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Neolithic enclosures at Grey's Farm, Horseley Fen

A Scheduled Monument in Manea, Cambridgeshire

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Latitude: 52.4299 / 52°25'47"N

Longitude: 0.0753 / 0°4'31"E

OS Eastings: 541194.322888

OS Northings: 283348.156451

OS Grid: TL411833

Mapcode National: GBR L4J.MVN

Mapcode Global: VHHJ3.8652

Entry Name: Neolithic enclosures at Grey's Farm, Horseley Fen

Scheduled Date: 15 December 1994

Source: Historic England

Source ID: 1009993

English Heritage Legacy ID: 20805

County: Cambridgeshire

Civil Parish: Manea

Traditional County: Cambridgeshire

Lieutenancy Area (Ceremonial County): Cambridgeshire

Church of England Parish: Chatteris St Peter and St Paul

Church of England Diocese: Ely


The monument includes parts of three contiguous Neolithic enclosures, defined
by interconnecting ditches. It is located on a terrace of clayey gravel which
was above the peat fen during the earlier prehistoric period, but buried
beneath it by the first millennium BC. Two of the enclosures are situated
c.130m apart, with the third enclosure partly defined between them. The ditch
around the eastern side of the largest, western enclosure is also accompanied
by the remains of an internal bank. The southern part of the ditch on the
east side of the western enclosure remains visible as an earthwork under
pasture. Elsewhere the ditches have become completely infilled, but survive as
buried features which have been traced by soil and crop marks, visible on the
ground and from the air.

The western enclosure measures at least 290m south east - north west. The
ditch along the eastern side runs SSW - NNE for a distance of c.280m, turning
westward to form a gently curving northern boundary which is distinct for a
distance of c.160m. Sampling of the ditch on the east side has demonstrated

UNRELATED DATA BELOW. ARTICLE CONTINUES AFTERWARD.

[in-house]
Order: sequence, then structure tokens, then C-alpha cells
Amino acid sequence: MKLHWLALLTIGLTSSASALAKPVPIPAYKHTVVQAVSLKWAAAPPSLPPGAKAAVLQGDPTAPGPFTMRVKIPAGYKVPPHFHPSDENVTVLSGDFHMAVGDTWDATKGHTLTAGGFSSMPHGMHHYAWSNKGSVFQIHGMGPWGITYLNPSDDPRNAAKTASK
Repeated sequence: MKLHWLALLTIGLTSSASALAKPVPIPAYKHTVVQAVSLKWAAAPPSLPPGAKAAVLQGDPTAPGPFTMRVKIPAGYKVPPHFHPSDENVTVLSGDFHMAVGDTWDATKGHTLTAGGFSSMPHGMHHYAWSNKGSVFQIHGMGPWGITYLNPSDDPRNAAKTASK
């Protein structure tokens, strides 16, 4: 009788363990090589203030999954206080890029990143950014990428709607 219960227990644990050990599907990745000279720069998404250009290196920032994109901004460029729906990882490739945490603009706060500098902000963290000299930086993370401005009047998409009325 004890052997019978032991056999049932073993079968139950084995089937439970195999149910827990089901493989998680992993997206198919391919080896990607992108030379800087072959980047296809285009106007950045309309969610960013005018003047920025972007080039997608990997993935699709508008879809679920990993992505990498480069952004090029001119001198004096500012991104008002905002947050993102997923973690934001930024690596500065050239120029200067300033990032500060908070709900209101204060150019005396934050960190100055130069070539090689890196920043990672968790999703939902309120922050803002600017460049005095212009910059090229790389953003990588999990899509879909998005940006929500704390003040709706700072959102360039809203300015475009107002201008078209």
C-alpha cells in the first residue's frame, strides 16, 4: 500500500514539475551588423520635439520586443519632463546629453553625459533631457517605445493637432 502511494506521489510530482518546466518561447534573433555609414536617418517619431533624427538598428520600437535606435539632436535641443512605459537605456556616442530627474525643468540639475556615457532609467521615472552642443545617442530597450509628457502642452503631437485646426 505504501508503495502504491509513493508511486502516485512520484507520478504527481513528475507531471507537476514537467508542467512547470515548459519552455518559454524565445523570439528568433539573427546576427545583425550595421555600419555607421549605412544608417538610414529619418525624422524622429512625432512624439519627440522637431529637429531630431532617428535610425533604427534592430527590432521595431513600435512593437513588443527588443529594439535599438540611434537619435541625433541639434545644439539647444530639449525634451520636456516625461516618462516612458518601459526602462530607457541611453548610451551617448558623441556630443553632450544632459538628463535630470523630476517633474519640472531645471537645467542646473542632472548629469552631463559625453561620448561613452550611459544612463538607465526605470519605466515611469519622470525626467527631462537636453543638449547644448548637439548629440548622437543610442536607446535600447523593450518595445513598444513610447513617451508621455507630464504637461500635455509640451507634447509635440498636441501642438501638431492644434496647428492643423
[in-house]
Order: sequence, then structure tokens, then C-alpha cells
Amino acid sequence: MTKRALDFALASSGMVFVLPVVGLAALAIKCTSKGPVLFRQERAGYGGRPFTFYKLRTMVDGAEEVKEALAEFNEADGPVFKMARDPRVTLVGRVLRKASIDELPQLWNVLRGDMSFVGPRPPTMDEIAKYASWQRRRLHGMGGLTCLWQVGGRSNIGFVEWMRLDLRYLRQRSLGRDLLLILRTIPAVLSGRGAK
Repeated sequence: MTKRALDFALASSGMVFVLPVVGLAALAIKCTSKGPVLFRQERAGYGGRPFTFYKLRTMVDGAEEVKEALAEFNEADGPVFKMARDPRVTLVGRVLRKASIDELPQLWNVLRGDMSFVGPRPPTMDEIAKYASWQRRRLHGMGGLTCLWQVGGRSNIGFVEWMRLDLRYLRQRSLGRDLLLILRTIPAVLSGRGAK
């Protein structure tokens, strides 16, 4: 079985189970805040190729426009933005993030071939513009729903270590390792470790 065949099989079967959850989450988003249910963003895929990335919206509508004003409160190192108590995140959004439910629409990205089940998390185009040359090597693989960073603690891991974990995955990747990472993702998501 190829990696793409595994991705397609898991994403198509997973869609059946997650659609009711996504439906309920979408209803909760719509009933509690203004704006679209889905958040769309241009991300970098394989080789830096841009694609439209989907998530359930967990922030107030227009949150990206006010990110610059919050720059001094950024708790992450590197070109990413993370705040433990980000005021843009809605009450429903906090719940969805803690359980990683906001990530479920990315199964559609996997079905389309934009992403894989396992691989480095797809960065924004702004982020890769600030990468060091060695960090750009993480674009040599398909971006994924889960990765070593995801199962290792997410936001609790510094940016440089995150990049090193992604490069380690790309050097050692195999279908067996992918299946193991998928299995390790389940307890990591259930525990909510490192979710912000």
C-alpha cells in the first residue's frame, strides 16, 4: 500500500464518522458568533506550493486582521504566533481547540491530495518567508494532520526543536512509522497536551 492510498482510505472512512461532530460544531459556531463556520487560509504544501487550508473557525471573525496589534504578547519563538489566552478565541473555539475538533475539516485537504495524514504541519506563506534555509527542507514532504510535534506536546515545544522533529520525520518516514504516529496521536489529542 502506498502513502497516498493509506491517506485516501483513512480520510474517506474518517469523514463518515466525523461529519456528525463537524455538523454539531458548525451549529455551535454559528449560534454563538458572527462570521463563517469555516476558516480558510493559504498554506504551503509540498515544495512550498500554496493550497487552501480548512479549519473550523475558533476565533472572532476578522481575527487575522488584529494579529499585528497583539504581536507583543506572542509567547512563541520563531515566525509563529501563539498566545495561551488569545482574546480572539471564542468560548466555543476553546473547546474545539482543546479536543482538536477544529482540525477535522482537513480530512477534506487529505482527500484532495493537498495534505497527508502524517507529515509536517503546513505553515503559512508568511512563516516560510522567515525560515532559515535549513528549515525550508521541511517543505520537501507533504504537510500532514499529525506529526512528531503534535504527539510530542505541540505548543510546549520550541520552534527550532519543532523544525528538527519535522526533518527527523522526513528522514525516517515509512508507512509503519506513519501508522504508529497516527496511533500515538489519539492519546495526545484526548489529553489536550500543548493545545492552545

that it is up to 1.5m deep, with infill deposits to a depth of up to 1.35m,
and that along the bottom there is a slot which held a palisade. The southern
end is visible for a distance of c.150m as a linear hollow, c.0.25m deep and
3m wide in the ground surface. The slight spread remains of a bank c.7.5m wide
run around the inner edge of the ditch. In the angle between the eastern and
northern ditches is an internal rectangular, ditched enclosure measuring
c.150m north-south by c.75m east-west. Above this and to the west of it,
evidence of Neolithic occupation has been found, including fragments of
pottery, flint implements, bone and burnt stone.

The second principal enclosure, to the east, is roughly rectangular and has
dimensions of c.85m by at least 230m, aligned north-south. A slightly
curving east-west ditch connects the eastern ditch of the first enclosure
and the western ditch of the second so as to form the northern boundary of the

The enclosures are the most prominent of a series of features, some of them
ceremonial in character, which have been revealed by crop marks within an area
of c.68ha and are dated by their context to the Neolithic or Bronze Age

All boundary fences within or bordering the area of the scheduling are
excluded from the scheduling, although the ground beneath them is included.

The site of the monument is shown on the attached map extract.

Source: Historic England

Reasons for Scheduling

Very few large, rectilinear enclosures of demonstrable Neolithic date have
been recorded or investigated in England. The purposes for which such
enclosures were constructed and used probably varied, but may have included
stock management as well as domestic occupation, ceremonial activity and
possibly defence. Because of their extreme rarity and great age, all such
enclosures with surviving earthworks along with those which retain
sub-surface remains of good quality are considered to be nationally important.

The Neolithic enclosures at Grey's Farm survive well and, in that parts of the
earthworks remain visible, are unique of their kind in eastern England. The
monument will retain rare archaeological information concerning the
construction and use of the enclosures, and evidence of domestic activity and
farming, as well as of the local environment at the time, will be contained in
deposits in the ditches and in features beneath the turf and ploughsoil in the
interior of the enclosures. The proximity of the enclosures to other features
known to be of Neolithic and Bronze Age date, adds further interest.

Source: Historic England


Books and journals
Hall, D N, Palmer, R, Fenland Evaluation Project: Cambridgeshire, (1990)
Leah, M, Mathews, M, Fenland Evaluation Project: Norfolk, (1990)
Hall, D, 'East Anglian Archaeology' in The Fenland Project No.6: The South-western Cambridgeshire Fens, , Vol. 56, (1992), 84
CUCAP RC8-EC 236-237,
RCHME TL4083/2/76-77, TL4183/1/190-191, /3/3/269-272, /6/100-102,

Source: Historic England

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